Nostalgia: It’s not what it used to be

Last year Laurence Inman found himself treading in the footsteps of legends.

Just before Christmas I did some recording in Trident Studios, Soho. It was a pilot for a radio play. I was a randy old upper-class idiot. The work went well, people thought my part was okay, we had a lot of fun and I had a good day out in London.

But what really thrilled me was that this was the studio where some legendary names in modern music produced their finest creations. Bowie. Queen. The Stones.

And The Beatles.

There was a framed invoice on the wall: £35 an hour for the use of the studio on 22nd February 1969, for sessions which ended up on Abbey Road. Photographs of them all. Lots of photographs.

Then at Christmas I was given the huge book about George Harrison, Living In The Material World, a spin-off from the Martin Scorsese film.

It is a treasure. The front cover shows him up to his neck in some placid water, looking straight at the camera, serious and peaceful.

George HarrisonI think George is now my favourite Beatle. In fact, he has been for some time. Like most people, I was a John man for ages. But I now see some deeply unattractive depths and facets there. Paul; I never liked the cut of his jib at all. That scene in Let It Be, where he’s bickering with George about how he wants something played….it makes me feel like smashing him in his fleshy chops with a very large blunt metal thing. Ringo; everybody loves Ringo, and his album Photograph is the post-Fab opus I listen to most.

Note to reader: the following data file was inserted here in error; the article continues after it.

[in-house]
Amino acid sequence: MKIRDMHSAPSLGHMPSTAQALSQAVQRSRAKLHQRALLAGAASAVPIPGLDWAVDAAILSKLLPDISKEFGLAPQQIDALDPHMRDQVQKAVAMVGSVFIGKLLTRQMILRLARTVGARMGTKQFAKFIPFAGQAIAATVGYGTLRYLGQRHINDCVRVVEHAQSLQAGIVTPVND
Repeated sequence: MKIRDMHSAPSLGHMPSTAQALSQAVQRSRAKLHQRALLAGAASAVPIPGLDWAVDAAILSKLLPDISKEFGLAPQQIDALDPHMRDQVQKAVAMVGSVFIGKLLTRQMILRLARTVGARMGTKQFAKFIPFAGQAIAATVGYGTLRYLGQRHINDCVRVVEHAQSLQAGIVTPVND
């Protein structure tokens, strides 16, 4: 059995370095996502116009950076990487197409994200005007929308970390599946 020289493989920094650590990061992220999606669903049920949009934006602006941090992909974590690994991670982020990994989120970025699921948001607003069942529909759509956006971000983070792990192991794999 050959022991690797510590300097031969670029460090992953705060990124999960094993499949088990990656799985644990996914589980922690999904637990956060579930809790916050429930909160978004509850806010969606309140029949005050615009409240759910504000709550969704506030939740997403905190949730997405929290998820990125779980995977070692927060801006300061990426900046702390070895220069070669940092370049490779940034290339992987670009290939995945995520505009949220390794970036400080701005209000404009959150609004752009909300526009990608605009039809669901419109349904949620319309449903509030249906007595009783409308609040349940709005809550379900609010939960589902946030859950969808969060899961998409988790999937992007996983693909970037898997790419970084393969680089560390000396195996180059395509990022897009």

But George is the one I’d most like to have had night out with. He wrote Something, a better song than any of the John/Paul output. He was a better musician, and a better man.

And I respond totally to his attitude to fame. I was very aware of this watching the antics of present-day celebrities on the box during the last few weeks, capering for attention like young apes. This fame, this look-at-me, this money for doing nothing special – it’s disgusting.

George was as famous as you could possibly be. He could open any door. The whole world wanted to hold his hand. And yet he preferred to stay at home, tending his garden, seeing at last that this was the best life could offer.

One thought on “Nostalgia: It’s not what it used to be

Comments are closed.